rubberdingyrapids

Well-known member
the nature boy song from moulin rouge a while back was very scott walker. that album also had one of the best covers ive heard of bowie or otherwise by beck of diamond dogs, produced by timbaland. if you ever wondered what timbo and bowie might have done, thats probably as close as youre going to get.

id personally like bowie to do a more modern scott walker type of record.
 

Leo

Well-known member
on a different tip, i also went through a belated "man who sold the world" kick at one point, i think cobain used to rave about it as a fav of his (or maybe he just admired other dress-wearing male rock stars).
 

Mr. Tea

Shub-Niggurath, Please
Staff member
'Don't talk of dust and roses/ Or should we powder our noses?'

Oh David, what could you be referring to....?!
For some reason, songs that reference or glorify cocaine use usually annoy me, but Bowie and Black Sabbath are two artists that get a free pass every time.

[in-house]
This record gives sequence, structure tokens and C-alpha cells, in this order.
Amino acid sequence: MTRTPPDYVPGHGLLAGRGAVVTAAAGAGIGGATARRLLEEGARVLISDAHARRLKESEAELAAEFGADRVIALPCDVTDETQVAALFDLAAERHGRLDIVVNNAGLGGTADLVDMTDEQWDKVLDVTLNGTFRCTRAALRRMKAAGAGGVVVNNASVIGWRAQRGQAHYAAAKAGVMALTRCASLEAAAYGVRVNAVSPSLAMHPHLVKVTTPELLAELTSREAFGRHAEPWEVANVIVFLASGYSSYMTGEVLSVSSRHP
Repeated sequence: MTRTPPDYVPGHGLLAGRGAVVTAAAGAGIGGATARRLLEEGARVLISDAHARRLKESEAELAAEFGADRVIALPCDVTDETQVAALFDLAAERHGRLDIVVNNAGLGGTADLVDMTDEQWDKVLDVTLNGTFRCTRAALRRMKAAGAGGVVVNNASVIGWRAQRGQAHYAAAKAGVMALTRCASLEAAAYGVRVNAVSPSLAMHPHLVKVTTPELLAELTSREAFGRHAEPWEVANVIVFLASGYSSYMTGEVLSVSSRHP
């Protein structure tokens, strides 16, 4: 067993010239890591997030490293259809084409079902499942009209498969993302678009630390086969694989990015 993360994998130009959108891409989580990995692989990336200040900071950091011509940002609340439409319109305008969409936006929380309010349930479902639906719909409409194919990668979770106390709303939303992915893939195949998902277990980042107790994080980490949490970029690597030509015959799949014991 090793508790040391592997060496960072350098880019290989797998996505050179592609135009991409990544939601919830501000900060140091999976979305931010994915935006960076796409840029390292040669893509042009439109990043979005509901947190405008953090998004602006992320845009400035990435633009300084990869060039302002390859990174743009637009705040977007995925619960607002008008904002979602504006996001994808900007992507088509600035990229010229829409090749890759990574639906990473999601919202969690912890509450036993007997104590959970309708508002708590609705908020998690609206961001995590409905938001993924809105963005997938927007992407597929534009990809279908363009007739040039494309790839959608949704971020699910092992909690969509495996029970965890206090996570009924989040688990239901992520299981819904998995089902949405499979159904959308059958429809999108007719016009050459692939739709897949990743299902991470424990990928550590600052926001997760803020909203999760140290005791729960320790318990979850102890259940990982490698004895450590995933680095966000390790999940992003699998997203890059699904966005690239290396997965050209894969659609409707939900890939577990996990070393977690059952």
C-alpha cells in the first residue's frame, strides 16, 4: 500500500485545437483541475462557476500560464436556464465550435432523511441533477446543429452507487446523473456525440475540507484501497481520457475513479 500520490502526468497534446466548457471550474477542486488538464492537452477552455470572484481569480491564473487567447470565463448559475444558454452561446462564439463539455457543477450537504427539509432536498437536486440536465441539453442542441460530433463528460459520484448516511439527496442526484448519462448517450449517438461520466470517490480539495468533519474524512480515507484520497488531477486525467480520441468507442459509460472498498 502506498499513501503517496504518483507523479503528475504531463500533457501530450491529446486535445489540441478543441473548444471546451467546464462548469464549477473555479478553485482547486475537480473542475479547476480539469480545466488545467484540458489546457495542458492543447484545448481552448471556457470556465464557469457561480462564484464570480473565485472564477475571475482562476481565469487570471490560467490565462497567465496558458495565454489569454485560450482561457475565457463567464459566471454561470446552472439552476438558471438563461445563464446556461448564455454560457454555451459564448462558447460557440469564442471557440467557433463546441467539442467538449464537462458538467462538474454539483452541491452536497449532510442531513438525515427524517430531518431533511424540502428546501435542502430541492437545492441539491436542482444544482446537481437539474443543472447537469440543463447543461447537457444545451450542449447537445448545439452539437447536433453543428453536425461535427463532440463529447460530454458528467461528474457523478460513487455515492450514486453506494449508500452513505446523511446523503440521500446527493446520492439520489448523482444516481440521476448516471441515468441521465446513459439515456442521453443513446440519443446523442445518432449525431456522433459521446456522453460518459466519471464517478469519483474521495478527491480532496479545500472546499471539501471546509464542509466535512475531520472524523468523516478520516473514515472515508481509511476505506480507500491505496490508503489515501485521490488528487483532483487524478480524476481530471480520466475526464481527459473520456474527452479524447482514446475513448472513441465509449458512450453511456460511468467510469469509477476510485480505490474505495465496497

And hey, at least it wasn't smack (except of course it was, for several years).
 
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IdleRich

IdleRich
You don't rate "Let's Dance"? That's the greatest cocaine album ever.
I do like that song but I don't really know the album I have to admit. Maybe I should get hold of it.
What about all the early stuff? Not very dissensus but I even like all the plastic-mod, plastic-psych stuff when he was just kinda trying to decide what would give him the best chance of a hit (I guess).

Let Me Sleep Beside You

Can't Help Thinking About Me

I would have thought that the raawwk fan's album of choice would be The Man Who Sold The World - some great bluesey guitar on that for those who care about that kind of thing.

Re the Bowie/Prince thing - both almost cartoonishly flamboyant at times I suppose. Bowie wrote All The Young Dudes for Mott the Hoople and I think Prince might have given away a few good ones too.